There have been a few fairly recent studies about atmospheric muon detection. In [2], the experimenters used an underwater neutrino telescope and evaluated its performance as well as that of their DAQ system. They also measured muon flux as a function of zenith angle and found their data to be in line with previous measurements and predictions. [3] was a similar experiment, measuring muon flux at the South Pole at 5 different zenith angles using a unique scintillator compound. [4] examines muon flux at several altitudes and uses the data to calculate the error in neutrino flux generated by a certain neutrino interaction model, which they then go on to refine themselves. [5] uses cosmic ray energy spectrum data from a balloon experiment to calculate cosmic ray muon flux at ground level, and finds the results to be in keeping with those of similar experiments.

III. Theory of operation
To begin with, according to the Standard Model of particle physics, the muon (symbol: μ) is an elementary particle with electric charge -1e and spin ½. It was discovered by Carl D. Anderson, winner of the 1936 Nobel Prize in Physics, in 1936 at Caltech.[6] When cosmic rays, high-energy particles from space, hit atoms in the atmosphere, they react producing, among other things, pions, non-elementary particles that quickly decay into muons and neutrinos via the following reaction:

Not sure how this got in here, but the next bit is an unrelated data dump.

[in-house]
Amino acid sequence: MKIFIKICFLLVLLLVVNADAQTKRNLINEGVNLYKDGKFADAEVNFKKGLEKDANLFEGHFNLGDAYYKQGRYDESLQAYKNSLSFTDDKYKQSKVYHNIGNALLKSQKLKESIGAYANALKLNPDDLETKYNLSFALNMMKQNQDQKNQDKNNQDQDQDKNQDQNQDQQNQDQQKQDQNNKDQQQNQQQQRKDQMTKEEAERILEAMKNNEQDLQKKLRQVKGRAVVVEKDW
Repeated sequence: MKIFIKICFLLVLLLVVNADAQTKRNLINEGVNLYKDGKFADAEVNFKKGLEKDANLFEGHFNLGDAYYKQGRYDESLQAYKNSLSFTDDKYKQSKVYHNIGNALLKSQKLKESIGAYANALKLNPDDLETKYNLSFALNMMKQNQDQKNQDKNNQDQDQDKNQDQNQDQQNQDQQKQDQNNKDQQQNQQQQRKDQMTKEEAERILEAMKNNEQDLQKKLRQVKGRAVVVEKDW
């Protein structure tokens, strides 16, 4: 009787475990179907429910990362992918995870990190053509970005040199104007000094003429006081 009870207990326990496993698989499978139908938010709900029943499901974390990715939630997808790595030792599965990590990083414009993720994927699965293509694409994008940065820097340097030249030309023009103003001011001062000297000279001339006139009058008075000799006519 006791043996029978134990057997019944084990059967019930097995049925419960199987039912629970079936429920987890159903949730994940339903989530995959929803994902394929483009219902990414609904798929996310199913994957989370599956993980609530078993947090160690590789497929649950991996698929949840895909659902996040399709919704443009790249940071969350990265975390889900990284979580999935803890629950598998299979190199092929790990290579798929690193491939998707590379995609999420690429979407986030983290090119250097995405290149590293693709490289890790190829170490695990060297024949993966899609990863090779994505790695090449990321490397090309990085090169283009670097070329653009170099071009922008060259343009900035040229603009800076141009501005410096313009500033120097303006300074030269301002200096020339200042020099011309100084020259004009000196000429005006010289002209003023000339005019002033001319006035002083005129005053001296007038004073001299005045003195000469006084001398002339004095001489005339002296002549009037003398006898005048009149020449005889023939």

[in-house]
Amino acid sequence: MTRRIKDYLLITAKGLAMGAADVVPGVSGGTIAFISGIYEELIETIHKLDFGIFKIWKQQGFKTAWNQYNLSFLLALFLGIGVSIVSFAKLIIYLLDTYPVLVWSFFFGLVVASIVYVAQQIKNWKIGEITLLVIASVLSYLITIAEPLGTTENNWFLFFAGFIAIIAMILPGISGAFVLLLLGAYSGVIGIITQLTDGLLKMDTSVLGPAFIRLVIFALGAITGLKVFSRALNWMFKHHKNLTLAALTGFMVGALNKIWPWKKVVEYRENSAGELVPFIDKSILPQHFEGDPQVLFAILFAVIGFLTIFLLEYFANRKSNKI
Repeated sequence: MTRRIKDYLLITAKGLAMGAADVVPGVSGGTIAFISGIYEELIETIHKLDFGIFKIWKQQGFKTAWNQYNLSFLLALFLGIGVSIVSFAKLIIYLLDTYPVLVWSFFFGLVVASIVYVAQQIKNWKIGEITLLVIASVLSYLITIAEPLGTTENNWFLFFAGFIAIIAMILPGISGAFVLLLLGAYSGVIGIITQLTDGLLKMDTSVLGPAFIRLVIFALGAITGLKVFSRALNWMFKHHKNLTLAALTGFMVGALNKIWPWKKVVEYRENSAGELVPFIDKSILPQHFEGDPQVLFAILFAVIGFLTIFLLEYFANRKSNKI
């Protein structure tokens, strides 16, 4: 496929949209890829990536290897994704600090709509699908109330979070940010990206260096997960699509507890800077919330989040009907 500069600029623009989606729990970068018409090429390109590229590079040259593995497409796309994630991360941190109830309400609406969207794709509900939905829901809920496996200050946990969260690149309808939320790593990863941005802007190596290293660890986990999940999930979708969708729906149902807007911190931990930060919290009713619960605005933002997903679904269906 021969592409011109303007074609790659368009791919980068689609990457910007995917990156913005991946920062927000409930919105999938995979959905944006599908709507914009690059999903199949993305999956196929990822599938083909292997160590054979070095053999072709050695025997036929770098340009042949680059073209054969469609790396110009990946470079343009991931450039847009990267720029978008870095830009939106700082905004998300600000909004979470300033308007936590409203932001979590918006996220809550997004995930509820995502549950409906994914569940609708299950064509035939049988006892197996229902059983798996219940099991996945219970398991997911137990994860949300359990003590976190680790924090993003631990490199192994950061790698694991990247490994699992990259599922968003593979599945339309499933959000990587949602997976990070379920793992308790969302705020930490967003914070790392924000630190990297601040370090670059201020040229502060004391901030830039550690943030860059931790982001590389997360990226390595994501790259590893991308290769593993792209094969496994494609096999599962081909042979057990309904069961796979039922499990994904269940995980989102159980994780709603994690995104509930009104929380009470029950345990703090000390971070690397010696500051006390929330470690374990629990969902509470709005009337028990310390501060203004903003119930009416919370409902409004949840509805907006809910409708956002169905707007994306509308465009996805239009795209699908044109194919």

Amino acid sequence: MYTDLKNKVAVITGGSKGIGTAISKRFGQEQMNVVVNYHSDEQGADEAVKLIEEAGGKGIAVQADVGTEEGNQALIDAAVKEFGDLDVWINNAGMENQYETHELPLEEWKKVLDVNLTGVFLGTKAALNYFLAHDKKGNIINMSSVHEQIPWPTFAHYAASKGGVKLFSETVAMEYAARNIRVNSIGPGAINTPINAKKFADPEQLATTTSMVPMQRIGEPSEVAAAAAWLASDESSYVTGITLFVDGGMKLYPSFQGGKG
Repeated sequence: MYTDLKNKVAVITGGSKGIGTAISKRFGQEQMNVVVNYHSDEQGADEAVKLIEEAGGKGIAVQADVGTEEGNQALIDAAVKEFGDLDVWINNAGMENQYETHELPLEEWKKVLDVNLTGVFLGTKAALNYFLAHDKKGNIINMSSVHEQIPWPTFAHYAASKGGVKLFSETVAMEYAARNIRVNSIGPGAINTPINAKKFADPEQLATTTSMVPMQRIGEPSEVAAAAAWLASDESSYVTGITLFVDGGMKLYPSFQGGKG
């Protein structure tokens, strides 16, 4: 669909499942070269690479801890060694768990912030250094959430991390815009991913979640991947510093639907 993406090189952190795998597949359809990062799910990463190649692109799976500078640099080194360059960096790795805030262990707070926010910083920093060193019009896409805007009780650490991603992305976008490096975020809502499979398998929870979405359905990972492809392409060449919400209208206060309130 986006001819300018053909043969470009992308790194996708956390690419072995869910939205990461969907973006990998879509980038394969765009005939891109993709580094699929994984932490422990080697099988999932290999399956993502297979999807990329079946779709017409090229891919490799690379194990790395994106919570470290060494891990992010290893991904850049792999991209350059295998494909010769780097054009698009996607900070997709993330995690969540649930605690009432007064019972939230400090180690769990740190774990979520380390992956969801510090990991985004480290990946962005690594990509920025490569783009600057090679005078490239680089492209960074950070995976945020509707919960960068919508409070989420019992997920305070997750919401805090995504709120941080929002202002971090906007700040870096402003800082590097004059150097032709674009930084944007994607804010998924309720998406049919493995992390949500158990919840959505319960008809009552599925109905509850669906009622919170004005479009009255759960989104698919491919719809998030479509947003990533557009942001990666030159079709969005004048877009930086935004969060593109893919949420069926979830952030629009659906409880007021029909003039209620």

π− → μ− + νμ T
hese muons then continue traveling along almost exactly the same path as their progenitor pions. It is also theorized that the Sun could be producing muons as a result of its nuclear reactions.[7]